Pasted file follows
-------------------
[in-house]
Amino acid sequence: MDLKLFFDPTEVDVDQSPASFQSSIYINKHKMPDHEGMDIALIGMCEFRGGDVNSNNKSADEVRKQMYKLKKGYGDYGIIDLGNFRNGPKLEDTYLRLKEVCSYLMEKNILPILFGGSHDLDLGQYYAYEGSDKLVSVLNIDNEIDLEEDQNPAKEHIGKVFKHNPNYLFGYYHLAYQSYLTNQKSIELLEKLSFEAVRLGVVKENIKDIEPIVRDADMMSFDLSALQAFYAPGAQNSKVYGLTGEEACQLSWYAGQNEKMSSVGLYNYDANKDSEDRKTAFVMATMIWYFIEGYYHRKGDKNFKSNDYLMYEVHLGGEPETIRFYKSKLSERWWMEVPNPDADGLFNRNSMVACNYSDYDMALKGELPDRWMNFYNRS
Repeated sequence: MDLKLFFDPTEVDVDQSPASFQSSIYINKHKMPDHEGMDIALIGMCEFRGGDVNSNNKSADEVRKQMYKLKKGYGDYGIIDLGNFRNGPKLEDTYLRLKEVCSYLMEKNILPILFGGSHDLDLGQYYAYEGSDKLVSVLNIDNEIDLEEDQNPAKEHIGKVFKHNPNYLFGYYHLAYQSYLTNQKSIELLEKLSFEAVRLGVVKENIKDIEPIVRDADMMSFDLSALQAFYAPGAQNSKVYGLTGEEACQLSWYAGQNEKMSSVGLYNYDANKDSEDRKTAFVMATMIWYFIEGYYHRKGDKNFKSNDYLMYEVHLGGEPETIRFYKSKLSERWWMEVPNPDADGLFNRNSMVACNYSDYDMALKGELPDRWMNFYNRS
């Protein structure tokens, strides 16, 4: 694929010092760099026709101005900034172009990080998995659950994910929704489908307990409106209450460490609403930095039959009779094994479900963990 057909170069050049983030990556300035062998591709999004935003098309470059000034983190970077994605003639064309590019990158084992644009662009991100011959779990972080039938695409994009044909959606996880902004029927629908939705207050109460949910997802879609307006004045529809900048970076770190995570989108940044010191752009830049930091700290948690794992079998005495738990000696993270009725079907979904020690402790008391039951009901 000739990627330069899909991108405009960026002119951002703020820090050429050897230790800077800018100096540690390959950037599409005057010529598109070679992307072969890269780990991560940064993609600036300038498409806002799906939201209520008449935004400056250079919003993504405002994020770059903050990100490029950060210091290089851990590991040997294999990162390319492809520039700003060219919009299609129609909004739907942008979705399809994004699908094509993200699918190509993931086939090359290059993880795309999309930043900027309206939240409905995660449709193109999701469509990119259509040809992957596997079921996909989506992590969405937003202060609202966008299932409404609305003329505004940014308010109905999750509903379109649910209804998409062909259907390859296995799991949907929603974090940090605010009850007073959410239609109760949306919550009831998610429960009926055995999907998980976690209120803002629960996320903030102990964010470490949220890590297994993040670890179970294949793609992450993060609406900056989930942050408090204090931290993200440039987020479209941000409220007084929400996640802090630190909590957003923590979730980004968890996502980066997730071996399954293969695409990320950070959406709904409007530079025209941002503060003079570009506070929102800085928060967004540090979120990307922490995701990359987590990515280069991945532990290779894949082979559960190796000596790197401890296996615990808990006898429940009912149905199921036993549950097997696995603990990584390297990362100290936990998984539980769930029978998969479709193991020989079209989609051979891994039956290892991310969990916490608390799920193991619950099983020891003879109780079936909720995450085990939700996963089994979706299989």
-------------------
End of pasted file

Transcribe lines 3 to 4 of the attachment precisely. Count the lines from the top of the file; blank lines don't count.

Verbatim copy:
Repeated sequence: MDLKLFFDPTEVDVDQSPASFQSSIYINKHKMPDHEGMDIALIGMCEFRGGDVNSNNKSADEVRKQMYKLKKGYGDYGIIDLGNFRNGPKLEDTYLRLKEVCSYLMEKNILPILFGGSHDLDLGQYYAYEGSDKLVSVLNIDNEIDLEEDQNPAKEHIGKVFKHNPNYLFGYYHLAYQSYLTNQKSIELLEKLSFEAVRLGVVKENIKDIEPIVRDADMMSFDLSALQAFYAPGAQNSKVYGLTGEEACQLSWYAGQNEKMSSVGLYNYDANKDSEDRKTAFVMATMIWYFIEGYYHRKGDKNFKSNDYLMYEVHLGGEPETIRFYKSKLSERWWMEVPNPDADGLFNRNSMVACNYSDYDMALKGELPDRWMNFYNRS
């Protein structure tokens, strides 16, 4: 694929010092760099026709101005900034172009990080998995659950994910929704489908307990409106209450460490609403930095039959009779094994479900963990 057909170069050049983030990556300035062998591709999004935003098309470059000034983190970077994605003639064309590019990158084992644009662009991100011959779990972080039938695409994009044909959606996880902004029927629908939705207050109460949910997802879609307006004045529809900048970076770190995570989108940044010191752009830049930091700290948690794992079998005495738990000696993270009725079907979904020690402790008391039951009901 000739990627330069899909991108405009960026002119951002703020820090050429050897230790800077800018100096540690390959950037599409005057010529598109070679992307072969890269780990991560940064993609600036300038498409806002799906939201209520008449935004400056250079919003993504405002994020770059903050990100490029950060210091290089851990590991040997294999990162390319492809520039700003060219919009299609129609909004739907942008979705399809994004699908094509993200699918190509993931086939090359290059993880795309999309930043900027309206939240409905995660449709193109999701469509990119259509040809992957596997079921996909989506992590969405937003202060609202966008299932409404609305003329505004940014308010109905999750509903379109649910209804998409062909259907390859296995799991949907929603974090940090605010009850007073959410239609109760949306919550009831998610429960009926055995999907998980976690209120803002629960996320903030102990964010470490949220890590297994993040670890179970294949793609992450993060609406900056989930942050408090204090931290993200440039987020479209941000409220007084929400996640802090630190909590957003923590979730980004968890996502980066997730071996399954293969695409990320950070959406709904409007530079025209941002503060003079570009506070929102800085928060967004540090979120990307922490995701990359987590990515280069991945532990290779894949082979559960190796000596790197401890296996615990808990006898429940009912149905199921036993549950097997696995603990990584390297990362100290936990998984539980769930029978998969479709193991020989079209989609051979891994039956290892991310969990916490608390799920193991619950099983020891003879109780079936909720995450085990939700996963089994979706299989």